For 80 years or so, members of the Jacob family have been filling the tummies of Tucsonans.
In the beginning came a market, where customers were waited on for each and every purchase.
Later came the restaurants, including one that has anchored the corner of North Oracle Road and West Miracle Mile for more than a half-century.
Then and now, Tucsonans knew it as Club 21, now at 2920 N. Oracle Road.
While several competing stories exist about how the restaurant got its name, the one current owner, Taft L. Jacob, likes to tell is that his dad, George Jacob, and uncles salvaged parts of old signs — one reading "Club," and the other "21" — to come up with a name for their fledgling cafe.
Jacob's namesake and grandfather, Taft Jacob, first rolled into town more than eight decades ago.
Originally from Lebanon, the young man, his father, two brothers and a sister all wound up in El Paso around 1914 with a brand new last name.
"It used to be Mabarak. But they came through Venezuela, and they could not translate it, so they just used my grandfather's middle name," says John Jacob, 84, Taft's second-oldest son.
A few years later, the family arrived in Tucson, where it promptly opened up a little fruit stand on Congress Street.
Taft and his bride, Mary, would raise a family that would number six sons — Abe, John, George, Mike, Jim and Richard — and one daughter, Rose Marie.
"Our mother was 16 when she married," says John, whose father — and mother — spoke Arabic.
"And she could cuss you out in Arabic, Spanish and English all in one sentence," says son Mike Jacob, 77.
By 1925, family fortunes would swell enough to open the Tucson Public Market, at Broadway and Sixth Avenue.
"When we got our produce from Phoenix, we'd stay overnight at the Adams Hotel so we could shop first thing in the morning," says John. "There was no refrigeration. We stayed on the second floor with windows that would open up to the roof. We used to throw our mattresses on the roof and sleep there."
Mike, who like his older brothers worked at the market, remembers selling produce not by the pound but by the dozen.
And there was no such thing as pushing a cart around.
"You would wait on the customers, get the fruit, weigh it, take the cash to the cash register, get the change, take it back to the customer and carry the bags out to the parking lot," says John.
The Great Depression did not hurt the business, says Mike, adding that in 1932, their father moved the family from its barrio home to a new two-story house that still stands in the Sam Hughes Neighborhood.
But World War II brought a double whammy. Brothers Abe, John and George all enlisted, plus rationing affected the market's customers.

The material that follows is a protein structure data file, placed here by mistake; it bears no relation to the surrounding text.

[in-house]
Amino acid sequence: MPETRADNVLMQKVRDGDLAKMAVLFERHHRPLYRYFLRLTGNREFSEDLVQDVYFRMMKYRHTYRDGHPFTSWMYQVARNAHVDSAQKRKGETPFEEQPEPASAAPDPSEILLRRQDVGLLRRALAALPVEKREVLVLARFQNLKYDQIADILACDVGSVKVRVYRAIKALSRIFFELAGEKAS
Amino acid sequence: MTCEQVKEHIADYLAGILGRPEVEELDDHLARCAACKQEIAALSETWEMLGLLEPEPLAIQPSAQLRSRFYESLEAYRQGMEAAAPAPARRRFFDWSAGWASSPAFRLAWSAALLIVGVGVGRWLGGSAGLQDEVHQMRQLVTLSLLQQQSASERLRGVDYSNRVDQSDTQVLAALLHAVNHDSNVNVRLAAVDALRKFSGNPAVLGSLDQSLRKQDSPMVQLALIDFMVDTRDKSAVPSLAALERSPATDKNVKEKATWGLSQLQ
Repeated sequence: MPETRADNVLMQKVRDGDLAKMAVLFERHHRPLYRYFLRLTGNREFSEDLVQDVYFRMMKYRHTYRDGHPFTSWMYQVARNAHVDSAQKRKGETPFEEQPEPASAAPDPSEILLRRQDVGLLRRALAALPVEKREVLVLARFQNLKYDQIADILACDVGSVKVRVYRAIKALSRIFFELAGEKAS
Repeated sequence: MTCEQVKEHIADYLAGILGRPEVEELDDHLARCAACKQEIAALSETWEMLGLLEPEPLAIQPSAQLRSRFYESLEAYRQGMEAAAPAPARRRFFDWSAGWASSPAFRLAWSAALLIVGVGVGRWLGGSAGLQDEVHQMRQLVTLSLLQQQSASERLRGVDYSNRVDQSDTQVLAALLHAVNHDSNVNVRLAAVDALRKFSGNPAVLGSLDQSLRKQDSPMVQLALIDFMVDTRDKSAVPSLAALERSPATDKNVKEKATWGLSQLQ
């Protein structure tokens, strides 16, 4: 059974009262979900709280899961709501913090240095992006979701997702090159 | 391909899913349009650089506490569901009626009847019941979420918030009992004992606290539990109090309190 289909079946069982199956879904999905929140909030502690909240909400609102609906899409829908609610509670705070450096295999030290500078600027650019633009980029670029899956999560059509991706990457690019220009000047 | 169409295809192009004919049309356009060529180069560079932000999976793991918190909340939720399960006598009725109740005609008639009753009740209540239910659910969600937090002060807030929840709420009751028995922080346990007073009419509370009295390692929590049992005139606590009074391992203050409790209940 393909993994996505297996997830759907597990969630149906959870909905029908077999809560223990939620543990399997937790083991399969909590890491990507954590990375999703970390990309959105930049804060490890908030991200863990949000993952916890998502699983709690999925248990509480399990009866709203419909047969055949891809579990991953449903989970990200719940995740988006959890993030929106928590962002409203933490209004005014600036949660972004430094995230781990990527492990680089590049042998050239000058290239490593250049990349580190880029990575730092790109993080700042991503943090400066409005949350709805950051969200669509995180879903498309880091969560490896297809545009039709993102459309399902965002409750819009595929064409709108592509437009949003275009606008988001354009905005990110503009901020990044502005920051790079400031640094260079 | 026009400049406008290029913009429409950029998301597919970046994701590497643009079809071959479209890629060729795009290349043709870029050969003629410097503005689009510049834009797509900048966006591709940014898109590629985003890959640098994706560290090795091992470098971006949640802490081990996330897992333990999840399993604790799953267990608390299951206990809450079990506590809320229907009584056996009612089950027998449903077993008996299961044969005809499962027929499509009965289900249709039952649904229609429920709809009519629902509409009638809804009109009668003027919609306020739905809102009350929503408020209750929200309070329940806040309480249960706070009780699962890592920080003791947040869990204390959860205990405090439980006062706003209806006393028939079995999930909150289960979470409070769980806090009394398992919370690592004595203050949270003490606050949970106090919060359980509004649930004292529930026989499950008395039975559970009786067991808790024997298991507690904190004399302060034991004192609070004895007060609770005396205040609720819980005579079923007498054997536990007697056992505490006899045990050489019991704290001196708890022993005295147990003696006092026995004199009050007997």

By war's end, the market had been sold. Taft Jacob, its proprietor, died in 1946.
"I wanted to get with George and Abe and get back in the produce business, but our dad's brother, Joe, said Safeway was getting bigger and suggested we get into the bar business," says John.
Instead, the brothers borrowed some money from their mother and rented a tourist cabin what was then north of town. The cabin had been turned into a hamburger stand. "It had about six or seven stools and three booths," says John.
George, who had been a cook in the Navy, assumed kitchen duties.
"He was too young to serve beer and wine," says John.
At first, Mexican food was not on the menu, says John. "I think my mother suggested it," he says. Then they took on a cook their Uncle Joe recommended who could cook Mexican food, John adds.
Over time, the brothers bought the property and the restaurant expanded, especially after a full liquor license was granted.
"We kept the original building and built all around it," says John, adding that in the beginning, "we were only taking $25 a week apiece for ourselves."
Abe left the business in the mid-1950s for a job in California, says John. Meanwhile, Mike worked there from 1952 to 1957, when he left to start what would be a chain of four Tucson liquor stores.
Younger brothers Jim and Richard also helped out at Club 21 for a time before entering the grocery store business, adds John.
In 1975, John sold out to George, with the idea of retiring. Instead, he wound up starting El Parador restaurant, on East Broadway. In 1987, he retired for good, leaving ownership and operation of El Parador to sons Donald and Daniel Jacob and daughter Loretta Carlson.
On the last day of 2005, George Jacob died. "He worked until the last week of his life," says Taft, 61, who has worked at Club 21 since he was 8. Now his own son, Taft Jacob Jr., helps out part time, he adds.
As for the most popular meal on the menu, it's been the same one for decades, says the proprietor: the No. 4, featuring a taco, a tamale, an enchilada and beans.
DID YOU KNOW
Club 21's original address was on Miracle Mile until that portion of the road was changed in 1987 to North Oracle Road.